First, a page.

AstraZeneca cuts the ribbon on its $1bn R&D lab in Cambridge

After years of delays and rising costs, AstraZeneca has formally unveiled its $1 billion R&D facility in Cambridge, said to be the biggest science lab of its kind in the UK.

The Discovery Centre (DISC) based in the Cambridge Biomedical Campus – first given the green light in 2015 – is being officially opened today by Prince Charles.

It can accommodate more than 2,200 research scientists, has 19,000 square metres of lab space, and boasts “the most advanced robotics, high-throughput screening and AI-driven technology,” according to AZ.

The DISC is the biggest investment AZ has ever made, and has been hailed by the pharma company’s chief executive Pascal Soriot as the centrepiece of what he believes could one day become a biotech hub to rival Boston and San Francisco in the US.

The location of the new facility is a key element, at one corner of the UK’s ‘golden triangle’ extending between Cambridge, Oxford and London after AZ opted to shift its R&D campus from its traditional home in Alderley Park, Cheshire.

It is also close to Cambridge University, seen as one of the world’s leading life sciences research centres, as well as the city’s Addenbrookes Hospital, an important centre for clinical trials in the National Health Service.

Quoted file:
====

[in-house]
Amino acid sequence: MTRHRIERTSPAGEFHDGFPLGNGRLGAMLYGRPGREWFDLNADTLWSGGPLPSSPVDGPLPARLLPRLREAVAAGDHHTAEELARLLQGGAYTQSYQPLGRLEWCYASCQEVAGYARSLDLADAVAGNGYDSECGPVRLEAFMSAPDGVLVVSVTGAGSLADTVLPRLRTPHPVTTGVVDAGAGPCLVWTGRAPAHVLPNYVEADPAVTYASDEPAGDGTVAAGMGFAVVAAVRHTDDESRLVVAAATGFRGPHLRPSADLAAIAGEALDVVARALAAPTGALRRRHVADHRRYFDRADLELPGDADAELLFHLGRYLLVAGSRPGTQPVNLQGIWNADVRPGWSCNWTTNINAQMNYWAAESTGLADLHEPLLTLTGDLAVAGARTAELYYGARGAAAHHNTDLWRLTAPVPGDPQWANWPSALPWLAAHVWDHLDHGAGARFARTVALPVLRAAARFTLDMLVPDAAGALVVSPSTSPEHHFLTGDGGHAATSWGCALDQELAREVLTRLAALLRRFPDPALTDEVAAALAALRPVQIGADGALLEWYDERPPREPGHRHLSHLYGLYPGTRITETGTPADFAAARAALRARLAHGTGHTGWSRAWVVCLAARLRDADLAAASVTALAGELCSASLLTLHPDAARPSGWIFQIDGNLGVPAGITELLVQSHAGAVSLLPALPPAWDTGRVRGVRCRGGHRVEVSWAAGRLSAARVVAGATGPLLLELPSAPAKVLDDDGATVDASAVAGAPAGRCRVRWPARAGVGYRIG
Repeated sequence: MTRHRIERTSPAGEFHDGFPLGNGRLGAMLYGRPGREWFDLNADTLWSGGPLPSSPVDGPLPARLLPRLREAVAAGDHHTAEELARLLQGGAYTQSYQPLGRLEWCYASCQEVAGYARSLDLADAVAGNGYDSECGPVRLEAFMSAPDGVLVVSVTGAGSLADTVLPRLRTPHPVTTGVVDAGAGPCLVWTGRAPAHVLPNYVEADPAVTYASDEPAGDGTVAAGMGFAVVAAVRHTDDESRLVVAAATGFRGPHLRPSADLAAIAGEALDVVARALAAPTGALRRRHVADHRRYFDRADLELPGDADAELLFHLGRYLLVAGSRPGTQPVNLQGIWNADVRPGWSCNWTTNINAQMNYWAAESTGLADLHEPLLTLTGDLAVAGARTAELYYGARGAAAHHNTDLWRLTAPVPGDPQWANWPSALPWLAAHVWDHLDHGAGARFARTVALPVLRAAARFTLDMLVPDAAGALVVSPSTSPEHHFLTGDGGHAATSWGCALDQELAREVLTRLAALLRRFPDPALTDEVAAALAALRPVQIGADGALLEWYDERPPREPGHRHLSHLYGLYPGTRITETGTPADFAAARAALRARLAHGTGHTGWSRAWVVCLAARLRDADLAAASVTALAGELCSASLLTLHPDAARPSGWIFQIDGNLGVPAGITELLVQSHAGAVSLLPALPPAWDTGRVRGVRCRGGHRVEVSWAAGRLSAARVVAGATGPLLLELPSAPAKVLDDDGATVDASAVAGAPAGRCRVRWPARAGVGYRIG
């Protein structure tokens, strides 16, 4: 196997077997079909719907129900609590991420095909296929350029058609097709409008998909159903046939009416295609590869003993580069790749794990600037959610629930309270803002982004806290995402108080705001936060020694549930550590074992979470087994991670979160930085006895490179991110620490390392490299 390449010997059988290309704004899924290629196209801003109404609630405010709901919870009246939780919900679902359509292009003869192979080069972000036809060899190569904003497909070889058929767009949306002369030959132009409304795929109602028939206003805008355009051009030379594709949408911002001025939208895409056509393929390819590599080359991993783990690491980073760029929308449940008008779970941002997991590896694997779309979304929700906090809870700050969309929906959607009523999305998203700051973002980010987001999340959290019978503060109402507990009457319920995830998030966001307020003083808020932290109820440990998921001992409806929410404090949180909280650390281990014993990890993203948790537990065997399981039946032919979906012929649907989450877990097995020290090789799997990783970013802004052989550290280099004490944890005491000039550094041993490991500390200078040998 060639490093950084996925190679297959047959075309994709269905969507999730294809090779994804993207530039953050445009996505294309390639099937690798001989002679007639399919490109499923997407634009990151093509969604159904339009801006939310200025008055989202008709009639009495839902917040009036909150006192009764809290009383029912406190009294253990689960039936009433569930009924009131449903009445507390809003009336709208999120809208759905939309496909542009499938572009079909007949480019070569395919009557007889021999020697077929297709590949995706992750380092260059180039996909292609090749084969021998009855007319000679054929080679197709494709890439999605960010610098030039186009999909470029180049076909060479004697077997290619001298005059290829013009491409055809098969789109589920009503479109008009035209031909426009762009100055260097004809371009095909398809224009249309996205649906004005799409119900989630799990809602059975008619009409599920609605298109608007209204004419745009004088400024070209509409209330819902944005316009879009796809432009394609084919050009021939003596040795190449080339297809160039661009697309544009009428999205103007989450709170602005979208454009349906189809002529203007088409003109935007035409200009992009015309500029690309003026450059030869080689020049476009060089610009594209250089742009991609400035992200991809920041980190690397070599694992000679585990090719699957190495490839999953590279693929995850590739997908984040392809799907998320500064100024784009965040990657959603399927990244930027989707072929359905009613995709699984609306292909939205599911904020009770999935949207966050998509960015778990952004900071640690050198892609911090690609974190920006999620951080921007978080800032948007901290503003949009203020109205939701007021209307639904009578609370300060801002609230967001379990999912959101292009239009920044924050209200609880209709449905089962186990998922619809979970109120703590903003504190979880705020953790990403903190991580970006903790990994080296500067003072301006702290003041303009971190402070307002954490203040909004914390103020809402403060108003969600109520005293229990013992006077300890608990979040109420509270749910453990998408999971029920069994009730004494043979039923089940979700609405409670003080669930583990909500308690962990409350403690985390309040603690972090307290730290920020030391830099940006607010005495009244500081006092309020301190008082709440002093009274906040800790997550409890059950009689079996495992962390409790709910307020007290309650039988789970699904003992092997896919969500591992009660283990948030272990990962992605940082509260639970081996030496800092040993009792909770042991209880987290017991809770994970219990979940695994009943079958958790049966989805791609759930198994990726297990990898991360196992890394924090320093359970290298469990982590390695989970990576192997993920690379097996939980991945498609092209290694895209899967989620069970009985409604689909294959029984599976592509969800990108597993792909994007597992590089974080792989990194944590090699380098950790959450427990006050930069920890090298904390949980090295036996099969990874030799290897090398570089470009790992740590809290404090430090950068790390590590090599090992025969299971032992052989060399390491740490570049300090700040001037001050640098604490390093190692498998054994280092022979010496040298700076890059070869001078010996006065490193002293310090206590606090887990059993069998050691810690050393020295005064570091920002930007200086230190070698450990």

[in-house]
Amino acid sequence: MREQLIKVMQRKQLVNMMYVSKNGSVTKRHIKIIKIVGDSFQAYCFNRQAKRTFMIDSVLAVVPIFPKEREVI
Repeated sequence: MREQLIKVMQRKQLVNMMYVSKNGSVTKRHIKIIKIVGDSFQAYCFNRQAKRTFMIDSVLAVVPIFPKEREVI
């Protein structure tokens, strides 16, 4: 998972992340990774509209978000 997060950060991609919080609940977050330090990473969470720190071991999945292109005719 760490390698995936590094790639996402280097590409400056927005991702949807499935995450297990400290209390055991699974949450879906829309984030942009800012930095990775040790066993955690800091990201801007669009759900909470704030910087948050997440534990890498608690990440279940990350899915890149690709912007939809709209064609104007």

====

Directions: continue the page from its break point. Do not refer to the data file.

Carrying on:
“Our ambition today is to not only unveil a building, but to also drive the next wave of scientific innovation,” said Soriot.

The DISC will “allow us to break new boundaries in the understanding of disease biology, bring life-changing medicines to patients and power the next stage of our company’s growth,” he added.

The site will be geared up to uncover ‘next generation’ therapeutics, including nucleotide-based drugs as well as gene-editing and cell therapies, according to AZ.

It has also been designed with the environment in mind, with 174 boreholes to provide natural geothermal energy, a ground source heat pump, low-energy ventilation and high levels of insulation.

AZ’s R&D presence spans more than 40 countries across the globe, with other strategic research centres in Sweden and the US, and development facilities in China and Japan.

In 2019, it was reported that the cost of building the DISC had swelled to around $1 billion – twice the original estimate – due to the complexity of the build.

The original plan was to have the site begin to be occupied in 2016, but staff started moving there in 2020.

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